Jennifer is one of many online friends I’ve made through Wordsmith Studio. I’m happy that her novel, The 228 Legacy, is published and that she’s agreed to this interview.
Jennifer J. Chow, a Chinese-American, married into the Taiwanese culture. The 228 Legacy was inspired by the family stories she heard after viewing photos of a two-million-person human chain commemorating 228. She has traveled multiple times to Taiwan and visited places dedicated to the incident. Her experience with the elderly comes from a gerontology specialization at Cornell University and her geriatric social work experience. You can visit her online at www.jenniferjchow.com, or follow her on Twitter and Facebook.
WG: Welcome, Jennifer!
Your new website’s tagline is “Asian-American fiction with a geriatric twist.” Your old blog’s was “Fortune cookie wisdom meets an Asian American writer’s life.” How does this change in tagline reflect your evolution as a writer?
JJC: The blog continues to reflect my fortune cookie life and how I’m twisted into the dual selves of my Asian-American identity. Plus, my posts still start off with a Chinese proverb, and the saying is woven into the content. When I evaluated my fiction writing, though, I discovered certain themes coming through. I enjoyed exploring various aspects of the Asian-American experience. Also, many of my stories contained older adult characters as key figures and examined the interplay between different generations, so I added in the “geriatric twist” to my tagline.
WG: How has your work in the geriatric field influenced your writing?
JJC: I’ve heard so many unique and interesting tales from my previous clients. They shared with me their life journeys and provided a lot of inspiration in my own stories. Additionally, I have a strong desire to shed light on the inner workings of people as they age. I also wanted to highlight older characters, individuals who are often caricatured in the arts—or not mentioned at all.
WG: When did the writing bug first bite you? Tell us the origin story of Jennifer J. Chow, author 🙂
JJC: I always wrote as a child, starting with a pencil on lined paper. During a field trip to the Natural History Museum of Los Angeles, I dropped a journal entry without realizing it. Later on, one of my schoolmates picked it up, asking, “What’s this? It reads like a story.” When I grew older, I borrowed my father’s typewriter for writing. I even remember him taking my childhood manuscripts and showing them to his colleagues at work.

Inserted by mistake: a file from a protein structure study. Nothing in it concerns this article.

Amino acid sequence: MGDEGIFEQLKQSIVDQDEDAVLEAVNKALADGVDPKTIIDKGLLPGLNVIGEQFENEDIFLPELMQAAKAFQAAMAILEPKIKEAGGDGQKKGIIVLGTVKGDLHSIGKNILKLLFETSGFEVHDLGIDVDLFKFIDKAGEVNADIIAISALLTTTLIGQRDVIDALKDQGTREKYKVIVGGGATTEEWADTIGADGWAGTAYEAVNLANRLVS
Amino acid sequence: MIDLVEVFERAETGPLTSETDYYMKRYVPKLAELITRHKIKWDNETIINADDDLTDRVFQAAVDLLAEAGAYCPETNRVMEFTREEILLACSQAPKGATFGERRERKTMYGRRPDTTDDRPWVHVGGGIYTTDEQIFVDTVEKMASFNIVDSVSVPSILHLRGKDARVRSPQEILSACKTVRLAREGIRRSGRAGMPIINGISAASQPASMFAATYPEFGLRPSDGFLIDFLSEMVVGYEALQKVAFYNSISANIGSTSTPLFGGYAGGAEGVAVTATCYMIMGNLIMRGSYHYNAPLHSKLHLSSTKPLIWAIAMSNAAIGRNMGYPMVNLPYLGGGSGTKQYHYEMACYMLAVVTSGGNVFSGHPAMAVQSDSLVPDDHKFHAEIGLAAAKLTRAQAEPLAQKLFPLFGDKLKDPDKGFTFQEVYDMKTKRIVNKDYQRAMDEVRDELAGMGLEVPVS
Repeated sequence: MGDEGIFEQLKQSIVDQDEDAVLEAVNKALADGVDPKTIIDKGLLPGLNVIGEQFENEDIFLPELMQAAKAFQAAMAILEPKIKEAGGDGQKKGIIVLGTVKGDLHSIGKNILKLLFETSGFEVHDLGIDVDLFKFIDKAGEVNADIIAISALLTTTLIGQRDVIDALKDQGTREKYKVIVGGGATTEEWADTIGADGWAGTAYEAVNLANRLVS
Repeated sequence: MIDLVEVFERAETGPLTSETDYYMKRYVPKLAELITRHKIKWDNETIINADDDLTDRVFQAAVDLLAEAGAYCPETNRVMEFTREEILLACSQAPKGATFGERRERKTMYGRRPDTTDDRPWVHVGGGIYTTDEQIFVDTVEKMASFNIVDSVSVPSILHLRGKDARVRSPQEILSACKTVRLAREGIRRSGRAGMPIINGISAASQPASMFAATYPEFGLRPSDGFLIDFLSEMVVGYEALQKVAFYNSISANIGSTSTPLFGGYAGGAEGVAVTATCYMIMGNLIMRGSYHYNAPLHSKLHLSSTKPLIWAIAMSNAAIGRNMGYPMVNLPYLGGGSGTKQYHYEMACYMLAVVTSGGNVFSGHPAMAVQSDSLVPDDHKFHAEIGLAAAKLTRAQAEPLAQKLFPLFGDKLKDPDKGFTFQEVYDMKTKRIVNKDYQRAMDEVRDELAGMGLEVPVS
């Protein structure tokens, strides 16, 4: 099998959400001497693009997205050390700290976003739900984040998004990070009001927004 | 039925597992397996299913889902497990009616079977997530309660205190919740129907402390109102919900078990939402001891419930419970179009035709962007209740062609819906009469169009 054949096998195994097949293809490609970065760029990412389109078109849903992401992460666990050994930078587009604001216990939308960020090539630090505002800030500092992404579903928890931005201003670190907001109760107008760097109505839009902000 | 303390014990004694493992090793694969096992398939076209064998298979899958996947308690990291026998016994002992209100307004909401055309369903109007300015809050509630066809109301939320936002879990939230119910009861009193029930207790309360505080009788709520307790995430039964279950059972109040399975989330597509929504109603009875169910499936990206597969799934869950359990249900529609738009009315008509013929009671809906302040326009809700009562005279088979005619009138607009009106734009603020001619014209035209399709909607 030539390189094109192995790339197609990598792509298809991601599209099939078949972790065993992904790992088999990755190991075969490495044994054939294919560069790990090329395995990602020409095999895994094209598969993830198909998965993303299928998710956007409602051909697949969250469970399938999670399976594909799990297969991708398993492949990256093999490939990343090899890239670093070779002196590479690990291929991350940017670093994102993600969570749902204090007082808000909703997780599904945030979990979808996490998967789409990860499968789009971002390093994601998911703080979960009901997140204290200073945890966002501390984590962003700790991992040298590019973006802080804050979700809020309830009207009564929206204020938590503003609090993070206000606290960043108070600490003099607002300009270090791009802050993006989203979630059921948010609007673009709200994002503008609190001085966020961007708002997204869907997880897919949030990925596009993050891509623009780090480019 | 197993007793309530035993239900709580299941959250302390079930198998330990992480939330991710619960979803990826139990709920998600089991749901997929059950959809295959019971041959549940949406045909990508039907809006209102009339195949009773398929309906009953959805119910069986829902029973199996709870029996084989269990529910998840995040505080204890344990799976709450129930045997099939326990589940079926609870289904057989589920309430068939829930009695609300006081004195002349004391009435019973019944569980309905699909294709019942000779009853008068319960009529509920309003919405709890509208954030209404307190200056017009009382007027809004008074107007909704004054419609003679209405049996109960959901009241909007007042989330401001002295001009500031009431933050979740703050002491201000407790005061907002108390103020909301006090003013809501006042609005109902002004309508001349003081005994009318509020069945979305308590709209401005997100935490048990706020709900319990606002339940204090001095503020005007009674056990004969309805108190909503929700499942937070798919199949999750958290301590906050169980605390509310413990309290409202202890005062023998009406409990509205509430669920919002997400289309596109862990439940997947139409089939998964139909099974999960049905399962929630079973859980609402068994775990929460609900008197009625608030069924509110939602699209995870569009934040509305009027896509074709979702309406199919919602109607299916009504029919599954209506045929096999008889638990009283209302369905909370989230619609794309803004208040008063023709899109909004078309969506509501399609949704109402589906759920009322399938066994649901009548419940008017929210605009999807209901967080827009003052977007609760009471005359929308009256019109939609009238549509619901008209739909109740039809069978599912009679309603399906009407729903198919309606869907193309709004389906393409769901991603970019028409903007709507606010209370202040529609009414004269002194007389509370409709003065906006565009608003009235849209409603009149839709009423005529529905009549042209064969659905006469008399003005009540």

WG: When I saw your book, I immediately thought of Amy Tan (The Joy Luck Club). Not that it’s a poor comparison to beg, but how is The 228 Legacy different?
JJC: I would be ecstatic to have my work compared to Amy Tan’s amazing novel. I’d like to defer this answer to a Goodreads member who summed it very well: “When I first described this book to someone (it spanning several generations, the historical context, mother/daughter relationships, immigrant and second-generation Asian American experience) I realized it sounded like I was describing an Amy Tan novel but in fact this book has a unique, American voice – It doesn’t indulge in magical realism of ancient lore or fortune cookie wisdom. Rather, the voice of the characters are immediately recognizable – maybe not extraordinary but are surviving the sometimes extraordinary circumstances surrounding them (whether it be a suffering spouse or parent, or a teenager witnessing abuse, or a military massacre). I learned about some Taiwanese history which as far as I know has never been touched upon in American fiction. But to me this book is fundamentally about caring – our innate need to care and be cared for. There was so much that resonated and that I recognized in these character’s stories. Just a wonderful book that I enjoyed very much.”
WG: How did your experience in the Amazon Breakthrough Novel Award competition contribute to your success as a novelist?
JJC: I think entering the competition gave me more confidence. When I realized that I had made it to the second round, I understood that other people might really be interested in this story. When the contest passed and I started submitting the manuscript to publishers, it also didn’t hurt to mention my experience with the ABNA competition.
WG: What’s next for you and The 228 Legacy?
JJC: I’m hoping that more people will become aware of my book and that readers of all cultural backgrounds will be able to relate to and learn from the book. A specific event I’m looking forward to is my book launch party on Sunday, September 15 at 4pm at Pages bookstore in Manhattan Beach, California. It’ll be a fun celebration of the book’s release, complete with an excerpt, reader testimonials, a raffle, and delicious Taiwanese snacks!
Thanks for a great interview, Jennifer! All the best with your future writing endeavours.
Three generations in an all-female Taiwanese family living near Los Angeles in 1980 are each guarding personal secrets. Grandmother Silk finds out that she has breast cancer, as daughter Lisa loses her job, while pre-teen granddaughter Abbey struggles with a school bully. When Silk’s mysterious past comes out—revealing a shocking historical event that left her widowed—the truth forces the family to reconnect emotionally and battle their problems together.
A novel of cultural identity and long-standing secrets, The 228 Legacy weaves together multigenerational viewpoints, showing how heritage and history can influence individual behavior and family bonds.
“An impressive debut! Moving, hopeful and triumphant. A compelling read.” -Jane Porter, national bestselling author of The Good Daughter